Similarly, the new song "Fortune Faded" is poetic and interesting. The lines "You took a town by storm the mess you made was nominated. / Oh, my! do you? / Now put away your welcome soon you'll find you've overstayed it. / Hey now, every time I lose / Attitude / So divine / Hell of an Elevator / All the while my fortune faded / Never mind, the consequences of the crime this time my fortune faded" ("Fortune Faded") are uncommon in rock and roll music. Singing about consequence and the changes of fate makes for a good song and Red Hot Chili Peppers present it well on that song.

Not all of the rhymes are fabulous, though. For example, "Give It Away" often seems like a string of random words strewn together. When Kiedis sings "Realize I don't want to be a miser / Confide with sly you'll be the wiser / Young blood is the lovin' upriser / How come everybody wanna keep it like the kaiser" ("Give It Away") he guts the strong socialist message of not being tied to material things with the utterly lame rhymes. Sadly, some of the other songs - like "Suck My Kiss" - are similarly lackluster on the rhyming front.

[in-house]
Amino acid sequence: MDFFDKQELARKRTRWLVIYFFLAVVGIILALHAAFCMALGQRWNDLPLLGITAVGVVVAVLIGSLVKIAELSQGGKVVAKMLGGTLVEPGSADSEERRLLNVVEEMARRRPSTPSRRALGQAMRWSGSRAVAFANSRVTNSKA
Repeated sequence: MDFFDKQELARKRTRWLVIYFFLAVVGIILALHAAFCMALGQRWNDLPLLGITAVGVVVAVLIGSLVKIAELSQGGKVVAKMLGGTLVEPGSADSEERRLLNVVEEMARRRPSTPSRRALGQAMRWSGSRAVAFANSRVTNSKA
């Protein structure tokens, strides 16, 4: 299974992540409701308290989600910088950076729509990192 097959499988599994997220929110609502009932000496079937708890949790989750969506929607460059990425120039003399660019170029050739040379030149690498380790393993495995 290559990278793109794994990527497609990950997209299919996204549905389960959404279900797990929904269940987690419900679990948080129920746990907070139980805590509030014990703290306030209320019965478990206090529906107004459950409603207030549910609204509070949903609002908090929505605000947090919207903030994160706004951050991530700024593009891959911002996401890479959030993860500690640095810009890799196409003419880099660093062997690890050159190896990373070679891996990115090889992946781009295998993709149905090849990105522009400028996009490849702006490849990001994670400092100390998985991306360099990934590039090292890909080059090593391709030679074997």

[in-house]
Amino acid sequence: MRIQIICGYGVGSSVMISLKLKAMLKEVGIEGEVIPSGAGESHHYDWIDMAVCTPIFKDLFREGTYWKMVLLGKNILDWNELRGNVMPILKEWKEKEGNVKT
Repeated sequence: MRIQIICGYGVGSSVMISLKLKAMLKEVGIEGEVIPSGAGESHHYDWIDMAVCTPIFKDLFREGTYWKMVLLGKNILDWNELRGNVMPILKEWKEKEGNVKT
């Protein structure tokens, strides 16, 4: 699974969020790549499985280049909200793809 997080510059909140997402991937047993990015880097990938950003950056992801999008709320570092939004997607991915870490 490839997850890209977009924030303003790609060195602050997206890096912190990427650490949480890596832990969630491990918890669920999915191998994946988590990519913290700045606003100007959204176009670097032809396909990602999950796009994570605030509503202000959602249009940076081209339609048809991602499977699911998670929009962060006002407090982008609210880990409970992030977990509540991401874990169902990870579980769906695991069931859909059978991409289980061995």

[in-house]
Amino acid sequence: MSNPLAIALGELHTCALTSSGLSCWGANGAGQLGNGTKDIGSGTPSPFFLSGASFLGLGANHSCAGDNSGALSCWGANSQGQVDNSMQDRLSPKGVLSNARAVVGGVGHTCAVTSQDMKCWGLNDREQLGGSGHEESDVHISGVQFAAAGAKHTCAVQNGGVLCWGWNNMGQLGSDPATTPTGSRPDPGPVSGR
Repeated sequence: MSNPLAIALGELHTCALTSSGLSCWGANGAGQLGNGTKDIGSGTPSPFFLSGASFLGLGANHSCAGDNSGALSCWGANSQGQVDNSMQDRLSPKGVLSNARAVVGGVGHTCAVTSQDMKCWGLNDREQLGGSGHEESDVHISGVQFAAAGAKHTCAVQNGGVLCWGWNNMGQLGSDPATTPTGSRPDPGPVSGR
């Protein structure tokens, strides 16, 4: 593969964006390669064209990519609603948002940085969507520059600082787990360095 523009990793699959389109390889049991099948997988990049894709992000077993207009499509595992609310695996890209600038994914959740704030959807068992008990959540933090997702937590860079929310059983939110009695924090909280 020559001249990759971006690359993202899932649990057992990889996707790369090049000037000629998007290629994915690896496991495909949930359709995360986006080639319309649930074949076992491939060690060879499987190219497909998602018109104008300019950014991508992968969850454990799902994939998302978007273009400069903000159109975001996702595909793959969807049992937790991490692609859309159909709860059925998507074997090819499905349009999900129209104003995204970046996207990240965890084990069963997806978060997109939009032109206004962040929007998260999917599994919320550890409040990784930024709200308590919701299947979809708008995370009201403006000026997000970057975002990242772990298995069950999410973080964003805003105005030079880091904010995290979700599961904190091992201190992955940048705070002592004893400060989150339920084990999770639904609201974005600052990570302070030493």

But largely, Greatest Hits is just that. The album is a strong collection of pop-rock songs that satisfy. And those who will like this - though they might well miss "Aeroplane" and wonder why it was not included, but "Parallel Universe" was - will enjoy the music videos and that collection is an even better way to buy.

The best song is "Otherside," the low point is the vulgar "Suck My Kiss."

For other works by the Red Hot Chili Peppers, please check out my reviews of:
Mother's Milk
"Taste The Pain" (single)
"Give It Away" (single)
Blood Sugar Sex Magik
What Hits!?
Out In L.A.
"Soul To Squeeze" (single)
One Hot Minute
"Otherside" (single)
By The Way
The Best Of Red Hot Chili Peppers
Stadium Arcadium


For other music reviews, please visit my index page by clicking here to see an organized listing of all of the music reviews!

© 2011, 2009 W.L. Swarts. May not be reprinted without permission.